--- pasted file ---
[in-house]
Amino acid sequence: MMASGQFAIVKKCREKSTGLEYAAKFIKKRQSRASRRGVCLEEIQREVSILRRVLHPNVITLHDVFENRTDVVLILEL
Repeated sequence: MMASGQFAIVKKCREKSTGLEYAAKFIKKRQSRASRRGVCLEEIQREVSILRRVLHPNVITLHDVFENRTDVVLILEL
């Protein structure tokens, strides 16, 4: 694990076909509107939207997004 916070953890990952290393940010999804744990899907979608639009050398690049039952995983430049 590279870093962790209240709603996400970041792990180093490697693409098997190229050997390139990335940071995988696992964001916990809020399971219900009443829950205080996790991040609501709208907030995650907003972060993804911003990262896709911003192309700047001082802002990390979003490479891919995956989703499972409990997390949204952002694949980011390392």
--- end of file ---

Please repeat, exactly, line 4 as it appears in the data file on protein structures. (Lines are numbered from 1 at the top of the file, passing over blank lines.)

């Protein structure tokens, strides 16, 4: 694990076909509107939207997004 916070953890990952290393940010999804744990899907979608639009050398690049039952995983430049 590279870093962790209240709603996400970041792990180093490697693409098997190229050997390139990335940071995988696992964001916990809020399971219900009443829950205080996790991040609501709208907030995650907003972060993804911003990262896709911003192309700047001082802002990390979003490479891919995956989703499972409990997390949204952002694949980011390392």